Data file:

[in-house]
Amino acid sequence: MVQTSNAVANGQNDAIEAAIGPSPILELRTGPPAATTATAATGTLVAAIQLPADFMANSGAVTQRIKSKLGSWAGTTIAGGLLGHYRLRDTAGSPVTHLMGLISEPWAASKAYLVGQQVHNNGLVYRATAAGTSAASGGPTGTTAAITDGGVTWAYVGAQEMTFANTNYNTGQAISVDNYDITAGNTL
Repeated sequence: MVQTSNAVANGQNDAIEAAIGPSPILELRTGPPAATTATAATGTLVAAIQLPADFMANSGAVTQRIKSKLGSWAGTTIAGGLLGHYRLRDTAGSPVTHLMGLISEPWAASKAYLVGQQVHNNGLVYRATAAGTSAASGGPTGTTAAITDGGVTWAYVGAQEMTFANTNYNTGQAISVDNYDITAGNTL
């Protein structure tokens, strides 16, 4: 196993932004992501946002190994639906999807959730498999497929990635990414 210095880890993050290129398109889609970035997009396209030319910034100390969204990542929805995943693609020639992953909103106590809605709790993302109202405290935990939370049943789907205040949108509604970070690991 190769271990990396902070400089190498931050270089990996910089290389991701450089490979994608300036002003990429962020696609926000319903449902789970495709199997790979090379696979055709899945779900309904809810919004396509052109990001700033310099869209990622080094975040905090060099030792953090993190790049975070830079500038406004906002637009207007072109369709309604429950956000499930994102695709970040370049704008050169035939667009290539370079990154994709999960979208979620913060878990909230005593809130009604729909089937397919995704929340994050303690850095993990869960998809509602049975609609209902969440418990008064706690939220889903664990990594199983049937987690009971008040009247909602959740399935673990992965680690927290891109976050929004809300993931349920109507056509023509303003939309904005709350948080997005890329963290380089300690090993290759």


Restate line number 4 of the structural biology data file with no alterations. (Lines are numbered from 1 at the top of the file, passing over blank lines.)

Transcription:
């Protein structure tokens, strides 16, 4: 196993932004992501946002190994639906999807959730498999497929990635990414 210095880890993050290129398109889609970035997009396209030319910034100390969204990542929805995943693609020639992953909103106590809605709790993302109202405290935990939370049943789907205040949108509604970070690991 190769271990990396902070400089190498931050270089990996910089290389991701450089490979994608300036002003990429962020696609926000319903449902789970495709199997790979090379696979055709899945779900309904809810919004396509052109990001700033310099869209990622080094975040905090060099030792953090993190790049975070830079500038406004906002637009207007072109369709309604429950956000499930994102695709970040370049704008050169035939667009290539370079990154994709999960979208979620913060878990909230005593809130009604729909089937397919995704929340994050303690850095993990869960998809509602049975609609209902969440418990008064706690939220889903664990990594199983049937987690009971008040009247909602959740399935673990992965680690927290891109976050929004809300993931349920109507056509023509303003939309904005709350948080997005890329963290380089300690090993290759």